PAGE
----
The Wheel of Consent — sometimes also called the Circle of Consent — is a model developed by sexologist and intimacy coach Betty Martin. It’s about creating clarity with respect to situations of receiving, taking, giving, serving, accepting, allowing that take place in human relationships, which includes domains such as work, colleagues, friends, family, intimate relationships, massage, bodywork, and so on.
Concepts of the Wheel of Consent
The core idea behind the model is that it’s not only about asking if you can or are allowed to do something (such as: “Can I touch your abdomen?”), but also about making clear for whom you want to do it (for yourself or for the other) and why you want to do it (for instance, to relieve pain of the one you touch, or to give consolation, or to warm your own hands for your own pleasure, and so on, and so on).
Only when the questions if, for whom, and why are fully answered, only then the role of the participants in a specific relationship becomes entirely clear and can real authentic consent (i.e. agreement about an action) come about in a safe, trusted, and pleasant manner.
The Wheel of Consent is conceptually implemented as a circle (or wheel) with two halves. One half represents you and the other half represents the other. Each half then is again divided in two parts, which makes the circle containing a total of four quadrants.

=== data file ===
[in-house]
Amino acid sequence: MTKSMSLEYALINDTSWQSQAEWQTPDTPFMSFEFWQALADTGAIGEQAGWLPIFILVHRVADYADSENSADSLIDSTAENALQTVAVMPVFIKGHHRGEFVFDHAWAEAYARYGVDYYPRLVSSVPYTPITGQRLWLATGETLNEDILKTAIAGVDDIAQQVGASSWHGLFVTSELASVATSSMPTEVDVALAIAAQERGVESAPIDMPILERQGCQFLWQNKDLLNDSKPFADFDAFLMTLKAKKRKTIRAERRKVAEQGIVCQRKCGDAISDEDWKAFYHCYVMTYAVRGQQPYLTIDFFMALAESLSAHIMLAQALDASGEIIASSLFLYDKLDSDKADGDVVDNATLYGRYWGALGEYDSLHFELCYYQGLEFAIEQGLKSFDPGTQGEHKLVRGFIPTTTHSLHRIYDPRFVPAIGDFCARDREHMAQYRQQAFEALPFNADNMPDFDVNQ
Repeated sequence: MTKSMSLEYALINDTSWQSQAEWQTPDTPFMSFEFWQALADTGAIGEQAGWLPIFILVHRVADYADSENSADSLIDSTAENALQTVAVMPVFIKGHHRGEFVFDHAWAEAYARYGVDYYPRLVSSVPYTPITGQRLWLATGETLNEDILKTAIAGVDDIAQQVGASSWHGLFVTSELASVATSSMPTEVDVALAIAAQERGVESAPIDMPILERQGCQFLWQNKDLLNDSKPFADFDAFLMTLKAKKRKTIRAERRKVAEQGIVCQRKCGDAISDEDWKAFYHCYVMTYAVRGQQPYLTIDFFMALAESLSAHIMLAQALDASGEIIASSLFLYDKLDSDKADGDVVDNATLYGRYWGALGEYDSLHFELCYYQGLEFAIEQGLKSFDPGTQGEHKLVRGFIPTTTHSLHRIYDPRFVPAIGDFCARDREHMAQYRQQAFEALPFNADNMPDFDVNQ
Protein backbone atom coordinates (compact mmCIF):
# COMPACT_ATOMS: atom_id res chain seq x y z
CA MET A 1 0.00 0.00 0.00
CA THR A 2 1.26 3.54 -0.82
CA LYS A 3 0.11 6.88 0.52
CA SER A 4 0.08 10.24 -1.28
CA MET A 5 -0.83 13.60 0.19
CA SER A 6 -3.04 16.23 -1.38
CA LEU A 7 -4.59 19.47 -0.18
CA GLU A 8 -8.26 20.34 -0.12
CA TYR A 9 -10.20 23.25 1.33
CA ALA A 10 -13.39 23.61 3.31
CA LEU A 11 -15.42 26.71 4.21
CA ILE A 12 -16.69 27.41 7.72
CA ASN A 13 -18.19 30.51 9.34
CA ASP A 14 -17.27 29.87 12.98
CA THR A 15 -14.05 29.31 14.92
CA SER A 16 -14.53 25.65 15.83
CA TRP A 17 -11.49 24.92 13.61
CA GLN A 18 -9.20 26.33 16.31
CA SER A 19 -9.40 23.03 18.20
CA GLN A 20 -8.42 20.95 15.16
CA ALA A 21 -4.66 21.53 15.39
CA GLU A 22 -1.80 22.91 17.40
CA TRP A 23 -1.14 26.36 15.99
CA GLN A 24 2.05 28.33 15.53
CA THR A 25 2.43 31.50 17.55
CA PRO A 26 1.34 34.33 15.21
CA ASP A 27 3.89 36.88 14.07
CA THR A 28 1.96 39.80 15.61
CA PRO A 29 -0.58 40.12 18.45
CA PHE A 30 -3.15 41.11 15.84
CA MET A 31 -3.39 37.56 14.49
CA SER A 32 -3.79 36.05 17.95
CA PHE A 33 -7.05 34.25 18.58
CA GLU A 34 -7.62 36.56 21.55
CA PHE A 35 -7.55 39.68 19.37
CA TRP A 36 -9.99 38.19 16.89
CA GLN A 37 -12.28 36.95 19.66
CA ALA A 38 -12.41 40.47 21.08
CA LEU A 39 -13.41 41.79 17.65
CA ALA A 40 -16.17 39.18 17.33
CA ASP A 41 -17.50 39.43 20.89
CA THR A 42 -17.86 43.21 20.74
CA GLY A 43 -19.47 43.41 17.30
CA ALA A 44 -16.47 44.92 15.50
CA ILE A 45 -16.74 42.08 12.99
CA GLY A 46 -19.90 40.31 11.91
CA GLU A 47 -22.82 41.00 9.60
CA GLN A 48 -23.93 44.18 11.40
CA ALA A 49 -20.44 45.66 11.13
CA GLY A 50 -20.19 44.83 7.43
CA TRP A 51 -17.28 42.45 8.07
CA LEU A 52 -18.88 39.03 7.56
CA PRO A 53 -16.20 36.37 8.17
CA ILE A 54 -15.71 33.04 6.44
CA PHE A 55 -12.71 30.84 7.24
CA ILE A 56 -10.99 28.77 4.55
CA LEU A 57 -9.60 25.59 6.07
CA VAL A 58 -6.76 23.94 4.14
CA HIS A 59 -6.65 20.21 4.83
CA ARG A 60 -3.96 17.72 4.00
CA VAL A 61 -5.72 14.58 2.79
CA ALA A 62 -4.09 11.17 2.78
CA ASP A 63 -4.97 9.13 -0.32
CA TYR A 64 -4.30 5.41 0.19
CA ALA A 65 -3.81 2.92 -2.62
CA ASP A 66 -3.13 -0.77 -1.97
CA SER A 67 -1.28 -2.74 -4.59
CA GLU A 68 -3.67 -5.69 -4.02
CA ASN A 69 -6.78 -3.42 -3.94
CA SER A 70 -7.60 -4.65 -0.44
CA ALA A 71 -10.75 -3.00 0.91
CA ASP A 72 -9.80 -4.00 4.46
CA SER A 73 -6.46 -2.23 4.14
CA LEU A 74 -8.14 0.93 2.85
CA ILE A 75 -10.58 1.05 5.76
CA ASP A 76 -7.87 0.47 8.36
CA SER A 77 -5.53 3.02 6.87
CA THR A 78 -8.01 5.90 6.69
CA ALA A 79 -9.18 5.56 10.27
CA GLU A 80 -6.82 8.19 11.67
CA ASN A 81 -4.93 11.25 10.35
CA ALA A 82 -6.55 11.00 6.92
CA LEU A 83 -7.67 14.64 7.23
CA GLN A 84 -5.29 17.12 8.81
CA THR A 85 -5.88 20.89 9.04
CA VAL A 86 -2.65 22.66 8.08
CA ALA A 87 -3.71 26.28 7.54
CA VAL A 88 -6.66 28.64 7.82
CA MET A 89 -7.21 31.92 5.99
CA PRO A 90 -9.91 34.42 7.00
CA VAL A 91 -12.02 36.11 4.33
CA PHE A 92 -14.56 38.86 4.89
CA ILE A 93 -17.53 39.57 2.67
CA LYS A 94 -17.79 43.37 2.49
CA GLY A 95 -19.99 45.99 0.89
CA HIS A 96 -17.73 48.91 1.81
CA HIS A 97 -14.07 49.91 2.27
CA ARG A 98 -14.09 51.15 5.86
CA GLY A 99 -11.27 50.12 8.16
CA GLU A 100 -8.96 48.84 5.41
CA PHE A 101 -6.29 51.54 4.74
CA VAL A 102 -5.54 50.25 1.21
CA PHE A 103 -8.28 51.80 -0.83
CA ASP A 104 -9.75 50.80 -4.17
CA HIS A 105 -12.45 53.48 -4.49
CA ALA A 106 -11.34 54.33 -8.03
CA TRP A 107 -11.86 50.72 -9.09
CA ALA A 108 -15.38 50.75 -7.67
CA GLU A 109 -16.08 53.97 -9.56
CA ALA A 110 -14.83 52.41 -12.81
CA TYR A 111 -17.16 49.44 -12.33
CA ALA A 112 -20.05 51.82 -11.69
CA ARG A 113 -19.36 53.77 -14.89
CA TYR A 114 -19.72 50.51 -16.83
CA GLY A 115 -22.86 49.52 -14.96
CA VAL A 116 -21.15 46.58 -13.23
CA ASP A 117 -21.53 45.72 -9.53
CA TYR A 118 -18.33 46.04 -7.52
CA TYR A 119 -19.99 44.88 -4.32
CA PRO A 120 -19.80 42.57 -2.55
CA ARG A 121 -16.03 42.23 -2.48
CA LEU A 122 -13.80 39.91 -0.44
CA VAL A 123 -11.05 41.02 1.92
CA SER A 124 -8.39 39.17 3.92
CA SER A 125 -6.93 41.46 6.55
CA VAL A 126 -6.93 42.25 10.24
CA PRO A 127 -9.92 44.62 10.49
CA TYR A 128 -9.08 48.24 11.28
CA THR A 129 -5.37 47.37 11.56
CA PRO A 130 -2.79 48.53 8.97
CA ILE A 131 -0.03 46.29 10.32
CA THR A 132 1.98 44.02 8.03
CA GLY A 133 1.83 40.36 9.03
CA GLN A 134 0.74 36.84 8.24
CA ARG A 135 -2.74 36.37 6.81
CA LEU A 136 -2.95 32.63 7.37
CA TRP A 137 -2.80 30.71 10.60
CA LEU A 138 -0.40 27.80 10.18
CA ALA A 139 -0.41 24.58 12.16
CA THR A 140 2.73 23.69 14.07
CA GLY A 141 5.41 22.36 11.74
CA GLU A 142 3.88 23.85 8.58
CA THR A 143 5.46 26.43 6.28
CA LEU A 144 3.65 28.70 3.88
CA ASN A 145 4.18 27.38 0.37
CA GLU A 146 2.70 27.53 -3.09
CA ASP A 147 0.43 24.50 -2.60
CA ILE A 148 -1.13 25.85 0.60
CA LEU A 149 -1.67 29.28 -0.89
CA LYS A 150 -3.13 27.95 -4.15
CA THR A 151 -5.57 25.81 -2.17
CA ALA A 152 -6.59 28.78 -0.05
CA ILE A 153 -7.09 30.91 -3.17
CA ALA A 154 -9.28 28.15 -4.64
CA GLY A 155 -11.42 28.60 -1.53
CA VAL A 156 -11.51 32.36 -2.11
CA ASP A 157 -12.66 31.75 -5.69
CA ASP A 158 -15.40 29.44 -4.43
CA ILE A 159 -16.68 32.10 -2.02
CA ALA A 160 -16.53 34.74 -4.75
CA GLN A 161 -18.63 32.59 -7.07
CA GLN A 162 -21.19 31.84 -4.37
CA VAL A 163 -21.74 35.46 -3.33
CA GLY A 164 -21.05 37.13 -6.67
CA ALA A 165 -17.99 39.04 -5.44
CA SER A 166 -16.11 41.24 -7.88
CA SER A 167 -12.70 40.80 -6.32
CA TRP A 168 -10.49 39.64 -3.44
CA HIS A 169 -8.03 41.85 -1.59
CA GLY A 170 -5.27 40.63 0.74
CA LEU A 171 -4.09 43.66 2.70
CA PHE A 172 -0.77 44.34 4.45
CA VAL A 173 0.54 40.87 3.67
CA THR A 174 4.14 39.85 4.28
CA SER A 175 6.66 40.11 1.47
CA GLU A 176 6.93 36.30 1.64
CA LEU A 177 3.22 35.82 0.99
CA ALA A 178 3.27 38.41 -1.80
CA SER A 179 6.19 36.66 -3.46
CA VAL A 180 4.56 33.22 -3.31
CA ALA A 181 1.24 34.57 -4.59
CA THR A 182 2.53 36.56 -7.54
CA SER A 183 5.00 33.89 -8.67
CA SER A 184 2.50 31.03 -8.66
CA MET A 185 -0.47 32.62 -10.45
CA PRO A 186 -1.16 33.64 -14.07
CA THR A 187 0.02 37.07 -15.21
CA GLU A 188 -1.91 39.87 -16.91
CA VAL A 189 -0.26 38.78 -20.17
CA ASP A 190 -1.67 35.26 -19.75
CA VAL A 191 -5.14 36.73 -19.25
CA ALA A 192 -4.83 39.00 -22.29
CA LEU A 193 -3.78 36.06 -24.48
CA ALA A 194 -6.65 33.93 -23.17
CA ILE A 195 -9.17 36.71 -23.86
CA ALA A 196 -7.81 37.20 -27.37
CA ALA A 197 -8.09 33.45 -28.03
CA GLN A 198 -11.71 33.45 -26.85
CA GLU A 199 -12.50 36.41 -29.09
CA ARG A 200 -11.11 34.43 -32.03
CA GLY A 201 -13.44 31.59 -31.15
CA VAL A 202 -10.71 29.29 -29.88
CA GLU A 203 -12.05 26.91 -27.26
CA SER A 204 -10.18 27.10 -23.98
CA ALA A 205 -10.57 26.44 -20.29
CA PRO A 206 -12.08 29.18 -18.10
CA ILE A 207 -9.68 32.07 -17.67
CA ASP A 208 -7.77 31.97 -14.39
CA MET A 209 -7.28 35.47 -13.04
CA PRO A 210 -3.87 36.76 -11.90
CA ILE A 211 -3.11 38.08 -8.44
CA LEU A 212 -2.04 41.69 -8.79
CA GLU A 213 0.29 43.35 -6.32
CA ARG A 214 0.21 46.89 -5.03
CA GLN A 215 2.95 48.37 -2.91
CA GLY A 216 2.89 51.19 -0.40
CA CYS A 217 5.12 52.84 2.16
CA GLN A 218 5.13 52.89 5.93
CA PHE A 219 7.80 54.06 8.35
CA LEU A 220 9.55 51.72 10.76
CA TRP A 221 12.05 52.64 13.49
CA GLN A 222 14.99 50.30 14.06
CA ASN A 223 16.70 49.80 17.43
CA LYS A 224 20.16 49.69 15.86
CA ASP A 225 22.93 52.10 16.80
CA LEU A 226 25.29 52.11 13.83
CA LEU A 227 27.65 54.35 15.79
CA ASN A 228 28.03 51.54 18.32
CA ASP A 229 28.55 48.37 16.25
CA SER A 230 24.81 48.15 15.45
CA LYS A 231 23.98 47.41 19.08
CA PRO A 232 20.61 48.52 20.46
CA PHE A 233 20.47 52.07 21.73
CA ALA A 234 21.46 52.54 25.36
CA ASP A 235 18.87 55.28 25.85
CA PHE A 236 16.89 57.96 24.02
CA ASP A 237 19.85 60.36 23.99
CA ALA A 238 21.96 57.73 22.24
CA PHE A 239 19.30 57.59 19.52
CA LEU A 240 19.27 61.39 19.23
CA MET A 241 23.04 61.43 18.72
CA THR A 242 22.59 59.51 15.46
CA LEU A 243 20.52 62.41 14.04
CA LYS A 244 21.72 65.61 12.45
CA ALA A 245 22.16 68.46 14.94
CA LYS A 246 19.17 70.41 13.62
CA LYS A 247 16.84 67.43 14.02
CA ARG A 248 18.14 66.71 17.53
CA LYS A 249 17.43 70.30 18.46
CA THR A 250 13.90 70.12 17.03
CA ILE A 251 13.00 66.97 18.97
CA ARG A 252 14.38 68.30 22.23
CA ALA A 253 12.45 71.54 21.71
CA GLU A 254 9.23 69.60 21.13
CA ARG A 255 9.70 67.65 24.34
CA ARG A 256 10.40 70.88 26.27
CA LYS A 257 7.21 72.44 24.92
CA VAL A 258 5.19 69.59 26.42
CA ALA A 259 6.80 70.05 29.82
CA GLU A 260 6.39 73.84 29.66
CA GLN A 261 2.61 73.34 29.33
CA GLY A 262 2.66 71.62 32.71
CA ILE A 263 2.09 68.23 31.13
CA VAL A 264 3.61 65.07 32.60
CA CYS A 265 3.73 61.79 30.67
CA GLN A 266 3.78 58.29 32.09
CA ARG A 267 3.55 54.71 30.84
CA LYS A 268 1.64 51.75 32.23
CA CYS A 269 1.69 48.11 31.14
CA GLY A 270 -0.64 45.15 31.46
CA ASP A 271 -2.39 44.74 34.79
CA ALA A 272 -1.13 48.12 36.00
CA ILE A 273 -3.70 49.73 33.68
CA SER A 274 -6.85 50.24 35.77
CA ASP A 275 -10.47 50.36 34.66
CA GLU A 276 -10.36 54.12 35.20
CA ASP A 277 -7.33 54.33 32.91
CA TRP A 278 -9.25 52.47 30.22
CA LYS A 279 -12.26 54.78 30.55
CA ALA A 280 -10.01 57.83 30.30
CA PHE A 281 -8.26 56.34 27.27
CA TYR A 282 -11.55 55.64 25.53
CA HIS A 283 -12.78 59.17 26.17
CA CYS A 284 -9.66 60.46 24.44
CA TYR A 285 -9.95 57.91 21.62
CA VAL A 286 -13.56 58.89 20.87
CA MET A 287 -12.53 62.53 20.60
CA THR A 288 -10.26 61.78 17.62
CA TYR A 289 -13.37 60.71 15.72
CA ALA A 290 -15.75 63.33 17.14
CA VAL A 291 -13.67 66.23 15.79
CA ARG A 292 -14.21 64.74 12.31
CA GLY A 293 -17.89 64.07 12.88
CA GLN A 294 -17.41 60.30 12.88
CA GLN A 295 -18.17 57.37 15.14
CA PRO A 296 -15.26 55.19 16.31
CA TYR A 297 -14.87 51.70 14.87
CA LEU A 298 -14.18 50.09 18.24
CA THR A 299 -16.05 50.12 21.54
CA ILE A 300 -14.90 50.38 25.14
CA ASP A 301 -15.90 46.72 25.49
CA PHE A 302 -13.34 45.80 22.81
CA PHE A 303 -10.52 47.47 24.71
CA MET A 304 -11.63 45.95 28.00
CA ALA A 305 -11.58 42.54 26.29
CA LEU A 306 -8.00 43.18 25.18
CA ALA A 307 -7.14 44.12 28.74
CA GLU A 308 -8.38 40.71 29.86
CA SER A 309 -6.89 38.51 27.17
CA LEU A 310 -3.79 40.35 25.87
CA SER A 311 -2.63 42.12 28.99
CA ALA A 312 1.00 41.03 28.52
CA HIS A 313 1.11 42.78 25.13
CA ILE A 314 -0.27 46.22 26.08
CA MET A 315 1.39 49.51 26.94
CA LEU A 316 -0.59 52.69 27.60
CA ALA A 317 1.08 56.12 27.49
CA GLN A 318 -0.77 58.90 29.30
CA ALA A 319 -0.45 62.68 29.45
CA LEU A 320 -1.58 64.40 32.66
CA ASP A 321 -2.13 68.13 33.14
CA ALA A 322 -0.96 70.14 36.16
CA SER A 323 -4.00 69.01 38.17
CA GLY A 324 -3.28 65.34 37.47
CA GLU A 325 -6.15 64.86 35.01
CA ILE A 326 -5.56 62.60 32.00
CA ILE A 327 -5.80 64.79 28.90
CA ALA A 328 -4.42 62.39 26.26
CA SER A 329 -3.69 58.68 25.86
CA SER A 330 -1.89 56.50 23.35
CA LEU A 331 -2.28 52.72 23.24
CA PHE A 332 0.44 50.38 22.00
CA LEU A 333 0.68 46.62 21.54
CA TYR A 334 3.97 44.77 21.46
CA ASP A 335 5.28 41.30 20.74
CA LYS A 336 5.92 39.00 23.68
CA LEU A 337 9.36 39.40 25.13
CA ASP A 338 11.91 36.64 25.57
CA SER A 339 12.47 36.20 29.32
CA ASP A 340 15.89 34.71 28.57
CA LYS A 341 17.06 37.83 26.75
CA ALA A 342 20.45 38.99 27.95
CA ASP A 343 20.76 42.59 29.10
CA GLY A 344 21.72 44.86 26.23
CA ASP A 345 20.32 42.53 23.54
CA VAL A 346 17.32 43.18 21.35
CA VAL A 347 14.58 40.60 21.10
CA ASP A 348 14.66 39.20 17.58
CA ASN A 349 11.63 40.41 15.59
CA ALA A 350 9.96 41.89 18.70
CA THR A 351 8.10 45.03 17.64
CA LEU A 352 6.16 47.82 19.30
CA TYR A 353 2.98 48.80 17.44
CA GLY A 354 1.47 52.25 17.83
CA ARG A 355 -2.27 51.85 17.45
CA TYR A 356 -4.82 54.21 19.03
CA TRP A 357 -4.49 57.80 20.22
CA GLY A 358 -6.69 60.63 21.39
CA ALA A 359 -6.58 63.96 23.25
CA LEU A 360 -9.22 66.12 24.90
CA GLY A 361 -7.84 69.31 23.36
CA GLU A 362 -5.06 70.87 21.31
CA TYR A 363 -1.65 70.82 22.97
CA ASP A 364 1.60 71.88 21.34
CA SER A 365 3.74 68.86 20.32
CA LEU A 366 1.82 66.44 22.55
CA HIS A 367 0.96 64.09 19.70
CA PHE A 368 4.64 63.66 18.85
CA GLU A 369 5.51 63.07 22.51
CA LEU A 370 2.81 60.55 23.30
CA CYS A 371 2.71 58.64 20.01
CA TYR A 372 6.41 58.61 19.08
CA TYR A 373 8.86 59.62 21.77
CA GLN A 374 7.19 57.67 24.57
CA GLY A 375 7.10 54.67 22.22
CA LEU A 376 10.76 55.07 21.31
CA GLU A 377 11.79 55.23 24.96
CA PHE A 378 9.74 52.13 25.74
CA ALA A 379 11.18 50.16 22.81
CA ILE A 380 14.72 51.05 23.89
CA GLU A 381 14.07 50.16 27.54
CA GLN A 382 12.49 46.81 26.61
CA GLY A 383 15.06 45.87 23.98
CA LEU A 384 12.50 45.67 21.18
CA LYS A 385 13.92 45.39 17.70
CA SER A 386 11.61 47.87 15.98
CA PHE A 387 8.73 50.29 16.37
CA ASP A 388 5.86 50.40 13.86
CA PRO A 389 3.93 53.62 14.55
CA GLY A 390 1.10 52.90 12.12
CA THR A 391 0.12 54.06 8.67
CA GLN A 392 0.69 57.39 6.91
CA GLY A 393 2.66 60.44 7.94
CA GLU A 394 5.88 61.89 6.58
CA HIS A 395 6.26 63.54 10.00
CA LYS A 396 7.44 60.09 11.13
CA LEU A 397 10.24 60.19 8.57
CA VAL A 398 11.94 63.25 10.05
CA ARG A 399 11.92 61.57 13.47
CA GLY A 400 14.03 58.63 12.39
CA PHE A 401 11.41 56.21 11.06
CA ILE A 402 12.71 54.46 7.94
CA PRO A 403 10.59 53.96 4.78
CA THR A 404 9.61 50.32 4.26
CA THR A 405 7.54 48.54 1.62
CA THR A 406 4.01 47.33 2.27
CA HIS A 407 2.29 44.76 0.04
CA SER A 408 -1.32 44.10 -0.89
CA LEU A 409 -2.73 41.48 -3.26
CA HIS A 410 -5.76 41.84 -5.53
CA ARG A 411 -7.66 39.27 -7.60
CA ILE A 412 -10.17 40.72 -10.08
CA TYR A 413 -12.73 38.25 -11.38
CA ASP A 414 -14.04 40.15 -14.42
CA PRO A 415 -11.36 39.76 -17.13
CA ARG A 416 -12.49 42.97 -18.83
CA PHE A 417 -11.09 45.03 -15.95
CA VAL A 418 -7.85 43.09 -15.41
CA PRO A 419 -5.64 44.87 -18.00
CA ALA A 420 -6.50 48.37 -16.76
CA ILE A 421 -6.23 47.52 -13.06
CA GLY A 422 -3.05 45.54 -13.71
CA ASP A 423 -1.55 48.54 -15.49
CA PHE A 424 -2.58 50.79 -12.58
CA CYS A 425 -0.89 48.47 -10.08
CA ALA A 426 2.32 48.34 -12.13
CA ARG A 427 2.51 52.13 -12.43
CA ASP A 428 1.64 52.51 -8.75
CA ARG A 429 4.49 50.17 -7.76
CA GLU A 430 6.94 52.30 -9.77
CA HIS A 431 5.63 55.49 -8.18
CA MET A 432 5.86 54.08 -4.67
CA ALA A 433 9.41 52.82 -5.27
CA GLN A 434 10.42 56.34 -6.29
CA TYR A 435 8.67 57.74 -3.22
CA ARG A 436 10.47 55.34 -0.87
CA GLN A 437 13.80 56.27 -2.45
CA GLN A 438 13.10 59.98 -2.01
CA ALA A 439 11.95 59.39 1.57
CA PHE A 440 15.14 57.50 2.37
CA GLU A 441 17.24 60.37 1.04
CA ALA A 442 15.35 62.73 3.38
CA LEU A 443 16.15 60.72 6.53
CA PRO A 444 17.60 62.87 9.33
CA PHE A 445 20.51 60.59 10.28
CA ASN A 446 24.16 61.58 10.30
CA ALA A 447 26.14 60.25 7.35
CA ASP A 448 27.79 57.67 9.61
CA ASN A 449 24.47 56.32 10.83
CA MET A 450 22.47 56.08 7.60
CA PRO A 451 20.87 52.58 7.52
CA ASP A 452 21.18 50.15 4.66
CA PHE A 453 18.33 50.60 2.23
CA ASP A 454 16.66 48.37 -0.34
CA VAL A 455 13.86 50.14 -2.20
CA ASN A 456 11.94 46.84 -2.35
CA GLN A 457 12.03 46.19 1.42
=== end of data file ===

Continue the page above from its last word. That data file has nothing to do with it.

The individual quadrants then are Giving/Serving (you’re doing something to someone for them), Receiving/Accepting (someone is doing something to you for you), Taking (you’re doing something to someone for yourself), and Allowing (someone is doing something to you for them).
Mind that the Wheel of Consent is a technique (or tool) that deals with the dynamics between two people when they engage with each other. This may be applied to both touch based and non-touch based situations.
Massage Therapy and the Wheel of Consent
So, in massage therapy we could consider the following four quadrants: the therapist touches the client the way the client wants (Giving/Serving), the client is touched by the therapist the way the client wants (Receiving/Accepting), the therapist touches the client the way the therapists want (Taking), the client is touched by the therapist the way the therapist wants (Allowing).
Each stage, situation, or action during a massage session always consists of two perspectives or a pair (typically either Giving-Receiving or Taking-Allowing) and it needs to be clear what’s happening or going to happen to be able for the involved parties to give informed and authentic consent.
When both parties are in consent with each other it means that when they are engaged in either giving or receiving massage therapy they are wanting and willing the specific exchange to happen, are happy with it, while also enjoying it.
Reaching consent in massage therapy is always of importance to prevent dissatisfaction or even traumatic experiences for the client (or therapist), but it’s of special significance in treatments that focus on sensual, emotional-traumatic, erotic, or genital aspects, such as Tantra Massage, Abdominal Massage, Dearmoring Massage, Nuru Massage, Fertility Massage, to name a few examples.